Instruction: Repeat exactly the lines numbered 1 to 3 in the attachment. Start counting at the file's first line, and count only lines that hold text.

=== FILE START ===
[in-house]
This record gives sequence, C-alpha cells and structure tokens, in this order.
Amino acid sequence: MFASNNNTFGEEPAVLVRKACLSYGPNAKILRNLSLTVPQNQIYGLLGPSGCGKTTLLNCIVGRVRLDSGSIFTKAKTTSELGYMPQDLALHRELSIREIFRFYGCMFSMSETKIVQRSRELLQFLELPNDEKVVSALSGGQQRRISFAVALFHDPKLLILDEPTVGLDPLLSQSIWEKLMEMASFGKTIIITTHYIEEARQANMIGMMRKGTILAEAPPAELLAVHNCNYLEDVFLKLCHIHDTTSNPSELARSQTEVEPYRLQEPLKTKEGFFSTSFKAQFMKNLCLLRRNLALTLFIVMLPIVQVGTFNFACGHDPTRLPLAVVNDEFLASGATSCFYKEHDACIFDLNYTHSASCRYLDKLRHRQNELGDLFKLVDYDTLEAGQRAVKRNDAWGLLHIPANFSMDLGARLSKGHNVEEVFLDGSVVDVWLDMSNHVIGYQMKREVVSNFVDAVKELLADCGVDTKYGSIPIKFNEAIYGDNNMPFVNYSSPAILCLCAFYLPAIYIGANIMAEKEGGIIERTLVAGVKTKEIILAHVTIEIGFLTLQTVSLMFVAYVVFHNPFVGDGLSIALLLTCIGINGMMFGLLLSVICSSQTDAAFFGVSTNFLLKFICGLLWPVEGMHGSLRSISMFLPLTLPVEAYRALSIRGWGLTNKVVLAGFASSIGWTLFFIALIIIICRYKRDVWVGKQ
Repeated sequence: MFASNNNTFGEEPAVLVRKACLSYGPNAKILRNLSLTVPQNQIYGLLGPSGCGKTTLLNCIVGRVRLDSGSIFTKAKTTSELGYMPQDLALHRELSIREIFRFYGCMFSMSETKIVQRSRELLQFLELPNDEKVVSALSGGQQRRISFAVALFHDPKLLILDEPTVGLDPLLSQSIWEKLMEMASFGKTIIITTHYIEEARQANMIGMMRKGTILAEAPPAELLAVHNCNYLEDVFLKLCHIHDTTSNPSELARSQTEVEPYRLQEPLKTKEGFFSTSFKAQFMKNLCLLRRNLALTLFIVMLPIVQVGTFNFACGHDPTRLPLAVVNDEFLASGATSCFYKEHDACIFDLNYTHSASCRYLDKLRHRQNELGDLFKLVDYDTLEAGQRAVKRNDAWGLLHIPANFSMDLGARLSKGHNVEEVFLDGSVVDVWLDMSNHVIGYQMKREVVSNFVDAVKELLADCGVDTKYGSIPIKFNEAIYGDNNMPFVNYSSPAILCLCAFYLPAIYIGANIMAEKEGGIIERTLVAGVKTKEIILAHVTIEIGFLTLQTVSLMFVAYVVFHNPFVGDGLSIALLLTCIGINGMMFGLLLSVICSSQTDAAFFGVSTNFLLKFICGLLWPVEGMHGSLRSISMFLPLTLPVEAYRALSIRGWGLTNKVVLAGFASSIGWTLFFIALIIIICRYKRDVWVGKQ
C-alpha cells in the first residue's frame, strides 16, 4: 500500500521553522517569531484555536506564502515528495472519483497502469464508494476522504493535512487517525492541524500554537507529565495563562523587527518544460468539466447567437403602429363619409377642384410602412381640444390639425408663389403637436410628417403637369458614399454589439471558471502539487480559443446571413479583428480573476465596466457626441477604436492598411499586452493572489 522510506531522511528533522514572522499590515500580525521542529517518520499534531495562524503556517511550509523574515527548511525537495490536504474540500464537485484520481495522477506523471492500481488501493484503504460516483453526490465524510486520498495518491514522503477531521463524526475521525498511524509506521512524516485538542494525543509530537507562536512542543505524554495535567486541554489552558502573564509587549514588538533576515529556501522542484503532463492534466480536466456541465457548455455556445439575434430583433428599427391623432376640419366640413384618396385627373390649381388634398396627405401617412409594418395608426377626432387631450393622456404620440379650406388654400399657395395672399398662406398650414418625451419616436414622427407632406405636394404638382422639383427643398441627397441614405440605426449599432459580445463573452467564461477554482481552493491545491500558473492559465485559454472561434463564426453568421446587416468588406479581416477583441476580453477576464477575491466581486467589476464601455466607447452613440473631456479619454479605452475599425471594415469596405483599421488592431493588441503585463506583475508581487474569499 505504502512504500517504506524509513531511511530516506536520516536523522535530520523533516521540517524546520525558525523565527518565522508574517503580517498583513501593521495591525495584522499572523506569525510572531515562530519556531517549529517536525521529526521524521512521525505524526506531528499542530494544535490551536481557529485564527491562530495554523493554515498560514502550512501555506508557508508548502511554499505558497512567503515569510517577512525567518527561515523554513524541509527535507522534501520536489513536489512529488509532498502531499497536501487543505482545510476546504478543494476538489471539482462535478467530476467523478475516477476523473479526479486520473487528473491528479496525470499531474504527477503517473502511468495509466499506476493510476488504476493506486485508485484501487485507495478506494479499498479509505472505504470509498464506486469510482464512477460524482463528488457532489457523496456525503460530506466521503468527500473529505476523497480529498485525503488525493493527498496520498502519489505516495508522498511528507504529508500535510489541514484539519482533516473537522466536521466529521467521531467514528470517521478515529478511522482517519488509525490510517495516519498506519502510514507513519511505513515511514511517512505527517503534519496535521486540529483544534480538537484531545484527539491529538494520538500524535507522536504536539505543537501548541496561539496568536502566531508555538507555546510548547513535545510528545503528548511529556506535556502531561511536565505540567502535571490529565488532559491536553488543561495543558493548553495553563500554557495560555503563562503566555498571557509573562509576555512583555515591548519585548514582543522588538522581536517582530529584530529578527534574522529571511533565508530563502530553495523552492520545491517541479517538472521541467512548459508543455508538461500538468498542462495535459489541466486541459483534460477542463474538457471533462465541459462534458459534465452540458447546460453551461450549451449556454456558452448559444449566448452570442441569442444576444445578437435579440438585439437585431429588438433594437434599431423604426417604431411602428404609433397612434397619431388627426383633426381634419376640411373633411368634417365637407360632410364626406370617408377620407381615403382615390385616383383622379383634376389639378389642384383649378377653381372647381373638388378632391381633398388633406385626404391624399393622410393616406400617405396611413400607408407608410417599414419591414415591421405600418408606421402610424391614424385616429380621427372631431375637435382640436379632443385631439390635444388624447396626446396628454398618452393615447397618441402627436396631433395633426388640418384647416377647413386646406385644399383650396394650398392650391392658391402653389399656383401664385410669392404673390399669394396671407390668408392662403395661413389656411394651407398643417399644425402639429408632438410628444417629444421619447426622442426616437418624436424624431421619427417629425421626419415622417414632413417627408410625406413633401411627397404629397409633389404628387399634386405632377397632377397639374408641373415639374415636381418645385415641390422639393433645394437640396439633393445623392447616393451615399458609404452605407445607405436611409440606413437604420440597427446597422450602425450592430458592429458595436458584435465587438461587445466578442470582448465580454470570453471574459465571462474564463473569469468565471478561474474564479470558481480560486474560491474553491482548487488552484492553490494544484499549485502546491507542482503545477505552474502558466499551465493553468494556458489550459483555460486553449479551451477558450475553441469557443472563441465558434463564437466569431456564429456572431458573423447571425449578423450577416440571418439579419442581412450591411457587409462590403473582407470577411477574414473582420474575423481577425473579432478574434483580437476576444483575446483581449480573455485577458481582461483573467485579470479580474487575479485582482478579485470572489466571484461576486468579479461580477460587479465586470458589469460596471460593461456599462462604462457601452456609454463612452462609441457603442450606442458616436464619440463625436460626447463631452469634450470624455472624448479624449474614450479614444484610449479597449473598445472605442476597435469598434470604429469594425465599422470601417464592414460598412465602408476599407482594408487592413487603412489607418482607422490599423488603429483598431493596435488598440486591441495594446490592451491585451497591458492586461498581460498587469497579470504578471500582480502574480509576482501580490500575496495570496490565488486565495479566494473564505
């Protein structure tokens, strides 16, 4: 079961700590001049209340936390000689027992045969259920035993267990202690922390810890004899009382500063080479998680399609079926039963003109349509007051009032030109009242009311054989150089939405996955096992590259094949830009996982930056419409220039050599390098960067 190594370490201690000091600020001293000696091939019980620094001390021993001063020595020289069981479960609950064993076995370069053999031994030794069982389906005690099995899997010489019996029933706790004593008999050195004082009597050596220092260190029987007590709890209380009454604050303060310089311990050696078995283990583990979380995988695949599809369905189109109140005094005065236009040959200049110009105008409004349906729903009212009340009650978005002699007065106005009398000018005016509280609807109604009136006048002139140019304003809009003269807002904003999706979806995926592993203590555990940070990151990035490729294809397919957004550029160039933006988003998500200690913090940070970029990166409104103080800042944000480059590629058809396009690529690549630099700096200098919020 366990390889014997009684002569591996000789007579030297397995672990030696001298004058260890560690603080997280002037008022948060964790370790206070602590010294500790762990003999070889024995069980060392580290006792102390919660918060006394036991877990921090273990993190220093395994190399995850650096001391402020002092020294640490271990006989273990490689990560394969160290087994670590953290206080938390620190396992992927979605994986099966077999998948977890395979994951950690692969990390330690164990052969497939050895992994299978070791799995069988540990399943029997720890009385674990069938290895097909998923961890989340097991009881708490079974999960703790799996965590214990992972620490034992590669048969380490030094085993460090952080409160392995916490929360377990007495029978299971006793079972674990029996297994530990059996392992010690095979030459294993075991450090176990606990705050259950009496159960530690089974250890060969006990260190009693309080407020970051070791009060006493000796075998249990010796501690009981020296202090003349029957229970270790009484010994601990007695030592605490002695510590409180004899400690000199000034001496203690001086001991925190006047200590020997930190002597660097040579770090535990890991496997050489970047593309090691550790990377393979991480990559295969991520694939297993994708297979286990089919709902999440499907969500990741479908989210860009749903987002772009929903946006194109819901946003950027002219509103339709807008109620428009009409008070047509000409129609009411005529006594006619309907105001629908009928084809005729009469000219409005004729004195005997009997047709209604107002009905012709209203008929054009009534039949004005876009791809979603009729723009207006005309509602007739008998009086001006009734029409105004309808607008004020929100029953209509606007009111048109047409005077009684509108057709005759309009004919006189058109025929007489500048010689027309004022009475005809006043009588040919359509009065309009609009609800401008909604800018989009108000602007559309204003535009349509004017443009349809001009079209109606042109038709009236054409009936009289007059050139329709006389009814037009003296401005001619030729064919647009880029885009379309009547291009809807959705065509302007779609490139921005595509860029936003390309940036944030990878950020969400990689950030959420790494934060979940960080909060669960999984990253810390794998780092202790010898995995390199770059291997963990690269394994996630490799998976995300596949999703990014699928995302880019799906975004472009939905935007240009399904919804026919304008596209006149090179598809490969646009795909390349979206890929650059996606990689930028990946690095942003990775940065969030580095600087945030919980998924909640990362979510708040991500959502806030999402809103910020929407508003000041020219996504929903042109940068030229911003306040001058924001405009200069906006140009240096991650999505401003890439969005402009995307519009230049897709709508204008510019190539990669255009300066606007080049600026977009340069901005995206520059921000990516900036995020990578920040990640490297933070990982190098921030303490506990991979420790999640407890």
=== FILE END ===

[in-house]
This record gives sequence, C-alpha cells and structure tokens, in this order.
Amino acid sequence: MFASNNNTFGEEPAVLVRKACLSYGPNAKILRNLSLTVPQNQIYGLLGPSGCGKTTLLNCIVGRVRLDSGSIFTKAKTTSELGYMPQDLALHRELSIREIFRFYGCMFSMSETKIVQRSRELLQFLELPNDEKVVSALSGGQQRRISFAVALFHDPKLLILDEPTVGLDPLLSQSIWEKLMEMASFGKTIIITTHYIEEARQANMIGMMRKGTILAEAPPAELLAVHNCNYLEDVFLKLCHIHDTTSNPSELARSQTEVEPYRLQEPLKTKEGFFSTSFKAQFMKNLCLLRRNLALTLFIVMLPIVQVGTFNFACGHDPTRLPLAVVNDEFLASGATSCFYKEHDACIFDLNYTHSASCRYLDKLRHRQNELGDLFKLVDYDTLEAGQRAVKRNDAWGLLHIPANFSMDLGARLSKGHNVEEVFLDGSVVDVWLDMSNHVIGYQMKREVVSNFVDAVKELLADCGVDTKYGSIPIKFNEAIYGDNNMPFVNYSSPAILCLCAFYLPAIYIGANIMAEKEGGIIERTLVAGVKTKEIILAHVTIEIGFLTLQTVSLMFVAYVVFHNPFVGDGLSIALLLTCIGINGMMFGLLLSVICSSQTDAAFFGVSTNFLLKFICGLLWPVEGMHGSLRSISMFLPLTLPVEAYRALSIRGWGLTNKVVLAGFASSIGWTLFFIALIIIICRYKRDVWVGKQ